Mrs. Ford. Mrs. Page, truft me, I was going to your houfe.


Mrs. Page. And trust me, I was coming to you; you look very ill.

Mrs. Ford. Nay, I'll ne'er believe that; I have to fhew to the contrary.

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Mrs. Page. 'Faith, but you do, in my mind.
Mrs. Ford. Well, I do then; yet I fay, I could


But how is the matter mended or the thought made lefs ridiculous? Shakespeare wrote, ・for the putting down of MUM, i, e. the fattening liquor, fo called. So Fletcher in his Wild goofe chafe: What a cold I have over my ftomach, would I had fome MUM This is truly humorous, and agrees with the character fhe had juft before given him of Flemish drunkard. But the greatest confirmation of this conjecture is the allufion the words, in queftion, bear to a matter then publickly tranfacting. The Merry Wives of Windfor appears to have been wrote in 1601, or very fhortly after. And we are informed by Sir Simon D'Ewes' Journal, that no home affair made more noife in and out of parliament at that time, than the fuppreffion and regulation of taverns, inns, ale-houses, ftrong liquors, and the drinkers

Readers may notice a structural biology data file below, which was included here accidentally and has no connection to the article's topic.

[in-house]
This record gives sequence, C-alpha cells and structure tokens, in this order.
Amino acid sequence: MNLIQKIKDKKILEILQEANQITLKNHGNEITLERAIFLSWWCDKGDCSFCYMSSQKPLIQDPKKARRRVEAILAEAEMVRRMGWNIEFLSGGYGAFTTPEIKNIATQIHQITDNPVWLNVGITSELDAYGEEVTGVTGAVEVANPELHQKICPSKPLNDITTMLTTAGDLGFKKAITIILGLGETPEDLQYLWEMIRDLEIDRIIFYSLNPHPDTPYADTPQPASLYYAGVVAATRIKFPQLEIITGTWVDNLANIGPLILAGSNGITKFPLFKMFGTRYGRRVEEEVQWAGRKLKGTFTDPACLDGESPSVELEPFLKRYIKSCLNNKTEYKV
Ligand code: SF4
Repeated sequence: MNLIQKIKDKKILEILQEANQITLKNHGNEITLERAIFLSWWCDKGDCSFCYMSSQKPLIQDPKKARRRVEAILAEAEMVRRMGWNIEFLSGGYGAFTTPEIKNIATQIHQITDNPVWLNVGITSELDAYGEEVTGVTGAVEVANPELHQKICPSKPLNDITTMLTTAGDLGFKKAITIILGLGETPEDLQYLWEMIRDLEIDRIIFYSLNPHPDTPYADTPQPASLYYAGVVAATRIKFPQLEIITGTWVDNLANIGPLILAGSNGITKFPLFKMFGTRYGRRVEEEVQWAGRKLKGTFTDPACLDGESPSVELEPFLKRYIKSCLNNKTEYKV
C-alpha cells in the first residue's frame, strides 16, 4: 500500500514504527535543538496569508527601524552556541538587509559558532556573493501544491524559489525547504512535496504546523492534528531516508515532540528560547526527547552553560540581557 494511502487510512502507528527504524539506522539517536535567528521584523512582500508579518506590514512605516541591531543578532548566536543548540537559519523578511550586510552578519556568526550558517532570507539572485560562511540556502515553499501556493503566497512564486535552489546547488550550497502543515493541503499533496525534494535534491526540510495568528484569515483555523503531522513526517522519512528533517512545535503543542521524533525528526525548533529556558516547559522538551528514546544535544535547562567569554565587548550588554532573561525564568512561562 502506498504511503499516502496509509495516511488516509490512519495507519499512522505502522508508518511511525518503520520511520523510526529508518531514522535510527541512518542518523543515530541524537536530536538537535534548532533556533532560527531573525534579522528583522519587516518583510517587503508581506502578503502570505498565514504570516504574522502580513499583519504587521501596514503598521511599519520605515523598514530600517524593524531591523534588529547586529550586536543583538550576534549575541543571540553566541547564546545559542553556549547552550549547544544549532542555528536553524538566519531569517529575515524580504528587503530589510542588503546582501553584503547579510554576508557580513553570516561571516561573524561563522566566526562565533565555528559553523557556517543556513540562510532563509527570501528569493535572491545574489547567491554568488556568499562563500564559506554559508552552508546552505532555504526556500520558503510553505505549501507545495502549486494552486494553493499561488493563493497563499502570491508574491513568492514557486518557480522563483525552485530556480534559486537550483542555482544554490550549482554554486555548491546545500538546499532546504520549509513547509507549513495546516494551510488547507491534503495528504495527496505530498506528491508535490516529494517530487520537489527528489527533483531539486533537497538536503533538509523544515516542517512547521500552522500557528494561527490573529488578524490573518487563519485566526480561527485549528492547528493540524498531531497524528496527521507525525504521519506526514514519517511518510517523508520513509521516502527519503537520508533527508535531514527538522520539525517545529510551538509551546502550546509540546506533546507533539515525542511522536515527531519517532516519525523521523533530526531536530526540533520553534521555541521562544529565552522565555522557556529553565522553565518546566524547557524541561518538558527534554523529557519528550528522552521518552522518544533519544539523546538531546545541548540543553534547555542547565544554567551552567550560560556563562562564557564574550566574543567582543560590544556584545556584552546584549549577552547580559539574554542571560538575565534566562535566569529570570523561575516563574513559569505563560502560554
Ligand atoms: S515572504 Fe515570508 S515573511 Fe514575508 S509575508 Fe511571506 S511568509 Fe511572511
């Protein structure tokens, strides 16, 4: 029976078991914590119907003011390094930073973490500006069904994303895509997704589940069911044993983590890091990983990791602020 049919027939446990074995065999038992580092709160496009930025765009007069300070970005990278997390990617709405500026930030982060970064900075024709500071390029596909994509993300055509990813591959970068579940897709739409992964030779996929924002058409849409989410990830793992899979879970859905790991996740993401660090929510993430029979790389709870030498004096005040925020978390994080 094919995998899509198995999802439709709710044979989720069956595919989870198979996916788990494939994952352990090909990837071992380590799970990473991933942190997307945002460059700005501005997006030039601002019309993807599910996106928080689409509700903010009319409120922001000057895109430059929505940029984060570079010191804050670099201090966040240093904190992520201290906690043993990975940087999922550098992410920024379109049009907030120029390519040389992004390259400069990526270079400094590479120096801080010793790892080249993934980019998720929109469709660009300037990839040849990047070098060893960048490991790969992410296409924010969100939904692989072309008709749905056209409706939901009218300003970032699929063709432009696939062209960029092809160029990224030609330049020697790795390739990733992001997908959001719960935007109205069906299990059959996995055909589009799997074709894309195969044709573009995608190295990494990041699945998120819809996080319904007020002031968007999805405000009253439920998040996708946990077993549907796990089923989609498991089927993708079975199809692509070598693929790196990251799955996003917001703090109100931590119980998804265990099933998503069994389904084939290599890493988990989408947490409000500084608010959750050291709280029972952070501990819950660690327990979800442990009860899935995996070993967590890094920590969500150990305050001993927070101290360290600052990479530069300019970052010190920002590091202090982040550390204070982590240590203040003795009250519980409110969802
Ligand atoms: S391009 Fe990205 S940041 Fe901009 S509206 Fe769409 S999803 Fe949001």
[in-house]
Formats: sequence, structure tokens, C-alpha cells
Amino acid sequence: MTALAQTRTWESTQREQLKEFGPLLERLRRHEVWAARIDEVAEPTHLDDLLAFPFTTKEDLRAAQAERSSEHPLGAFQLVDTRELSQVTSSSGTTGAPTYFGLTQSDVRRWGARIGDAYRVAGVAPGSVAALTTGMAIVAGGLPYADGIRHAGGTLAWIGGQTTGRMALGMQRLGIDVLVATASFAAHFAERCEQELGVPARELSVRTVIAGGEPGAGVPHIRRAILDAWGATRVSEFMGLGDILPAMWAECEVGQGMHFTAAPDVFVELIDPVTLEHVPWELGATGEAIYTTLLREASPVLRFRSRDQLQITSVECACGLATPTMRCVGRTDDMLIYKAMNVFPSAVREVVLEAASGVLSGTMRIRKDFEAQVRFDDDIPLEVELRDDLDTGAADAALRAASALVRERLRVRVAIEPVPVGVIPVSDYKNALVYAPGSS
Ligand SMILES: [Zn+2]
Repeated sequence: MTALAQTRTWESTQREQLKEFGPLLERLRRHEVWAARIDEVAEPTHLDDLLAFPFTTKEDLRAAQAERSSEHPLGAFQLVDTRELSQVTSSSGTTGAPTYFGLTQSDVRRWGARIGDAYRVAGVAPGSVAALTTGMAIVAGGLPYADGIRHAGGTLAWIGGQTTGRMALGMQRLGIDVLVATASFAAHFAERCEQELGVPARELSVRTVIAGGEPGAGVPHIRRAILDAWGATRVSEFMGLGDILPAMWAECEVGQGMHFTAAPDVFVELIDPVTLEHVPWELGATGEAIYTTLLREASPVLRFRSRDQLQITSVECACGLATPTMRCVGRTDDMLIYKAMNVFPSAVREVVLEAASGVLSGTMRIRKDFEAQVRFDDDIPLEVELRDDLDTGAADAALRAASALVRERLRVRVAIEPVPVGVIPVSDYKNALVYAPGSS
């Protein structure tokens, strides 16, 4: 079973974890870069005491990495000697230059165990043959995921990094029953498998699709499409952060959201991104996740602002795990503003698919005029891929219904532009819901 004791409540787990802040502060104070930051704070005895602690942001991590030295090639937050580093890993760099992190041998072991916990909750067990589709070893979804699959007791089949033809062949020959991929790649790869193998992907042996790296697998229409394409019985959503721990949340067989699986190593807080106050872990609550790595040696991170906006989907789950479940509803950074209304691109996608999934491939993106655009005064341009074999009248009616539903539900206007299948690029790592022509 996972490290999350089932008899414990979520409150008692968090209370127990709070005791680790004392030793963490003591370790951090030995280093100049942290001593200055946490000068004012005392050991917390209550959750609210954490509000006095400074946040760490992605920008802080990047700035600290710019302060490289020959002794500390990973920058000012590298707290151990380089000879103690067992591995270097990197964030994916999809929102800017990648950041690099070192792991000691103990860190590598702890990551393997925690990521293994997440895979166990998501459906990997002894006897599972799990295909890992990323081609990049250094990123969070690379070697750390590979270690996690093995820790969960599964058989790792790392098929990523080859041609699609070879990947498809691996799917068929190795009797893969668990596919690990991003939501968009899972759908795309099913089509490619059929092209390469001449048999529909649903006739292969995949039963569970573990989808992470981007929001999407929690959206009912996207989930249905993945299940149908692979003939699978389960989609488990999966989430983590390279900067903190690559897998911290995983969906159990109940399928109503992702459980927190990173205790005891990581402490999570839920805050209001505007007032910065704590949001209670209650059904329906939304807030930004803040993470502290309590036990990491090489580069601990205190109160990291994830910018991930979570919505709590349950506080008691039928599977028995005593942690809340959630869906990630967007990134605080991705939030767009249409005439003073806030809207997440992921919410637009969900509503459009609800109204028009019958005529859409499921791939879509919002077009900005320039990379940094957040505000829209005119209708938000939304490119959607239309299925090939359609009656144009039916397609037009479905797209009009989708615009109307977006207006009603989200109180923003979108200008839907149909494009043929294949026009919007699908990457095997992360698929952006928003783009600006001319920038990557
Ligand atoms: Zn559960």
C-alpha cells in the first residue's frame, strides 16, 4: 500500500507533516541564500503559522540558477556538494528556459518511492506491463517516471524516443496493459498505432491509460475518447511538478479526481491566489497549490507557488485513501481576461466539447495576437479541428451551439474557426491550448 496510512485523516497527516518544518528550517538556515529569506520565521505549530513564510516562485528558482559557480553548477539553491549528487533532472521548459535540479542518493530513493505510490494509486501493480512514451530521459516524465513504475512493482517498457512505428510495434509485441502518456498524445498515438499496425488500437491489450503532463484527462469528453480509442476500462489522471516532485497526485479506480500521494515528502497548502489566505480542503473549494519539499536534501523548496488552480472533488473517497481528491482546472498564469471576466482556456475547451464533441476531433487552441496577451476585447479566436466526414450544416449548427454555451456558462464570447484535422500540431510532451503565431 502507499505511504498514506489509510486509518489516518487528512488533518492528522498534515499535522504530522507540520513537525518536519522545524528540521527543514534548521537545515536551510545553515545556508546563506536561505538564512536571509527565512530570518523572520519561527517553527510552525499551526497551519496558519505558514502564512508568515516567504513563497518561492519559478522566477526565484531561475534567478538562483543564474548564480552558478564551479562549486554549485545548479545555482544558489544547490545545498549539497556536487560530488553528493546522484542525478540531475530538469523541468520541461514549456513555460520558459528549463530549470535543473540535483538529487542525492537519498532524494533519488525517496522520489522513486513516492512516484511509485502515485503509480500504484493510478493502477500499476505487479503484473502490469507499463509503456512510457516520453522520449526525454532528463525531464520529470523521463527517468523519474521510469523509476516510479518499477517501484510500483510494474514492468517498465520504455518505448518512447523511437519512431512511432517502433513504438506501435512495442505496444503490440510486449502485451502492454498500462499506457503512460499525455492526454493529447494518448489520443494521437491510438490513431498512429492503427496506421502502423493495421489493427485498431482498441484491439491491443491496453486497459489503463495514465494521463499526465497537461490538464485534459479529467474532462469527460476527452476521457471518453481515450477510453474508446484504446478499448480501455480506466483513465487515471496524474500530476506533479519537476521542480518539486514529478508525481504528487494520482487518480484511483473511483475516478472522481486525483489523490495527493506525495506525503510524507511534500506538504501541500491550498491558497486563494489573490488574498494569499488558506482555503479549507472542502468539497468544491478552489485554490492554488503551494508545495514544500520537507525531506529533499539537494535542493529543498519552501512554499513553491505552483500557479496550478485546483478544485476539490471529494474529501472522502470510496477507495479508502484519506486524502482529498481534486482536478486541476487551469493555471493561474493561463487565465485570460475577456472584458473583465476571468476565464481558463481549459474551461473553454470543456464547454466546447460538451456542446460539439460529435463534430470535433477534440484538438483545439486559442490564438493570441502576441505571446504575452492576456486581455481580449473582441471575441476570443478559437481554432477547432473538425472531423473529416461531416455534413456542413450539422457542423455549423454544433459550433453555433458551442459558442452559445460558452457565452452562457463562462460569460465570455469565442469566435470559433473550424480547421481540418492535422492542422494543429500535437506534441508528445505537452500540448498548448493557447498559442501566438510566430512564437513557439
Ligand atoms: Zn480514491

of them. In the Parliament held 1597, a bill was brought into both houses, For fuppreffing the Anmultitude of Maltfiers, &c. other, To refrain the exceffive making of Malt, and diforderly brewing of firong beer. Another, For regulation of Inns, Taverns, &c. In the next Parliament, held 1601, was a bill, For the fuppreffing of the multitude of Alebeufes and Tipling houfes. Another, Against exceffive and common drunkennefs; and feveral others of the fame nature. Some of which, after much canvaffing, were thrown out, and others paffed into Acts. WARBURT.

I do not fee that any alteration is neceffary, if it were, either of the foregoing conjectures might ferve the turn. But furely Mrs. Page may naturally enough, in the first heat of her anger, rail at the fex for the fault of one.